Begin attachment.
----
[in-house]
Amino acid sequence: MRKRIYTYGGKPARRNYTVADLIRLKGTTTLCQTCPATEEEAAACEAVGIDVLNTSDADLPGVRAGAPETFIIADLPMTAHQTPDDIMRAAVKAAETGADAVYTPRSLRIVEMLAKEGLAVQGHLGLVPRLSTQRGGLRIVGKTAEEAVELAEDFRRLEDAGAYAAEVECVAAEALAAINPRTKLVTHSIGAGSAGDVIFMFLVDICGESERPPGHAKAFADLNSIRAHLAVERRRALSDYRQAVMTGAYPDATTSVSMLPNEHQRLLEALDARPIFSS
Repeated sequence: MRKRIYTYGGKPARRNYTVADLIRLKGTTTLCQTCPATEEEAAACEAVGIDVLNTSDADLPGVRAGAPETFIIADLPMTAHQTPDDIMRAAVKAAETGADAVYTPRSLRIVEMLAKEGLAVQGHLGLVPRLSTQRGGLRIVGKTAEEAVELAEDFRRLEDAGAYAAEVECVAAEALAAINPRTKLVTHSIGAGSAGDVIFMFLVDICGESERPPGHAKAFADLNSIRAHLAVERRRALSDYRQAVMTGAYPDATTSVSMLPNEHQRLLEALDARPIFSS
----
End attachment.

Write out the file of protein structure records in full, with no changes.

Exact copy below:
[in-house]
Amino acid sequence: MRKRIYTYGGKPARRNYTVADLIRLKGTTTLCQTCPATEEEAAACEAVGIDVLNTSDADLPGVRAGAPETFIIADLPMTAHQTPDDIMRAAVKAAETGADAVYTPRSLRIVEMLAKEGLAVQGHLGLVPRLSTQRGGLRIVGKTAEEAVELAEDFRRLEDAGAYAAEVECVAAEALAAINPRTKLVTHSIGAGSAGDVIFMFLVDICGESERPPGHAKAFADLNSIRAHLAVERRRALSDYRQAVMTGAYPDATTSVSMLPNEHQRLLEALDARPIFSS
Repeated sequence: MRKRIYTYGGKPARRNYTVADLIRLKGTTTLCQTCPATEEEAAACEAVGIDVLNTSDADLPGVRAGAPETFIIADLPMTAHQTPDDIMRAAVKAAETGADAVYTPRSLRIVEMLAKEGLAVQGHLGLVPRLSTQRGGLRIVGKTAEEAVELAEDFRRLEDAGAYAAEVECVAAEALAAINPRTKLVTHSIGAGSAGDVIFMFLVDICGESERPPGHAKAFADLNSIRAHLAVERRRALSDYRQAVMTGAYPDATTSVSMLPNEHQRLLEALDARPIFSS